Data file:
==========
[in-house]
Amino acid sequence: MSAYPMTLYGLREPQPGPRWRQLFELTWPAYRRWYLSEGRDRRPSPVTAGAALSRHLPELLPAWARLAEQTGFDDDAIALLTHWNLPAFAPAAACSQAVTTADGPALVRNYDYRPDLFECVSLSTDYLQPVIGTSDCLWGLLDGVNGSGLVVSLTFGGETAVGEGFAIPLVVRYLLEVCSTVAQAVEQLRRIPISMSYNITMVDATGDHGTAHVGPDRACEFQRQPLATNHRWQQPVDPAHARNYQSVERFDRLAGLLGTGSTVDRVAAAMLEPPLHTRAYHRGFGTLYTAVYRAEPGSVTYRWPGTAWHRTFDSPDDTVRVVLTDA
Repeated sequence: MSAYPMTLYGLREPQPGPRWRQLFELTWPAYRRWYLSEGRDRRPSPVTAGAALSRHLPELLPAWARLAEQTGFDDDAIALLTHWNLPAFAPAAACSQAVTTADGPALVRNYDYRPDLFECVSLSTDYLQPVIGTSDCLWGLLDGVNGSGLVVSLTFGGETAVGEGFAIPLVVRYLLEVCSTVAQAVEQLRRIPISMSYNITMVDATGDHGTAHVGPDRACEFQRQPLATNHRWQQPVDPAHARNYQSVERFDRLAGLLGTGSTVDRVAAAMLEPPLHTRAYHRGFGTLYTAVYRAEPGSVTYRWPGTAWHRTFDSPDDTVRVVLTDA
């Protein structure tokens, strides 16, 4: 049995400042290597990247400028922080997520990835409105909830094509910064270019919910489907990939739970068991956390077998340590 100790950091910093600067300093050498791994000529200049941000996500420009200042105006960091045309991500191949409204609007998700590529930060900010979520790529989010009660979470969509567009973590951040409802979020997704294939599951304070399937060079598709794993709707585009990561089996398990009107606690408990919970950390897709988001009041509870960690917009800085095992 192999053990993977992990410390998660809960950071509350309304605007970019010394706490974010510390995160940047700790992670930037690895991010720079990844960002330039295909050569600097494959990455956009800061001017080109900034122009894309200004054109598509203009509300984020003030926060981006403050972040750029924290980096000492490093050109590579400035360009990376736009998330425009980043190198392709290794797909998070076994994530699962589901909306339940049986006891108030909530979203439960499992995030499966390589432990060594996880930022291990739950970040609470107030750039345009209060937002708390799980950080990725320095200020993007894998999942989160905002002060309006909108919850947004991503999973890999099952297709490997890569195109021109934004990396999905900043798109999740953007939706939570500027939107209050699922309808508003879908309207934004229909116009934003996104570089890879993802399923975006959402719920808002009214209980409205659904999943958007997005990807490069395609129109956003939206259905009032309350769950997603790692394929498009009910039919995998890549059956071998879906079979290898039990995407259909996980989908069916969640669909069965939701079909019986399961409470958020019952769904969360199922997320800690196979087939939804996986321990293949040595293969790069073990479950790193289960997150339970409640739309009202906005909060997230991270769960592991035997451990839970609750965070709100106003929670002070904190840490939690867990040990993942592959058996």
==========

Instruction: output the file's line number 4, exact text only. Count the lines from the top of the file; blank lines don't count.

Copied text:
């Protein structure tokens, strides 16, 4: 049995400042290597990247400028922080997520990835409105909830094509910064270019919910489907990939739970068991956390077998340590 100790950091910093600067300093050498791994000529200049941000996500420009200042105006960091045309991500191949409204609007998700590529930060900010979520790529989010009660979470969509567009973590951040409802979020997704294939599951304070399937060079598709794993709707585009990561089996398990009107606690408990919970950390897709988001009041509870960690917009800085095992 192999053990993977992990410390998660809960950071509350309304605007970019010394706490974010510390995160940047700790992670930037690895991010720079990844960002330039295909050569600097494959990455956009800061001017080109900034122009894309200004054109598509203009509300984020003030926060981006403050972040750029924290980096000492490093050109590579400035360009990376736009998330425009980043190198392709290794797909998070076994994530699962589901909306339940049986006891108030909530979203439960499992995030499966390589432990060594996880930022291990739950970040609470107030750039345009209060937002708390799980950080990725320095200020993007894998999942989160905002002060309006909108919850947004991503999973890999099952297709490997890569195109021109934004990396999905900043798109999740953007939706939570500027939107209050699922309808508003879908309207934004229909116009934003996104570089890879993802399923975006959402719920808002009214209980409205659904999943958007997005990807490069395609129109956003939206259905009032309350769950997603790692394929498009009910039919995998890549059956071998879906079979290898039990995407259909996980989908069916969640669909069965939701079909019986399961409470958020019952769904969360199922997320800690196979087939939804996986321990293949040595293969790069073990479950790193289960997150339970409640739309009202906005909060997230991270769960592991035997451990839970609750965070709100106003929670002070904190840490939690867990040990993942592959058996």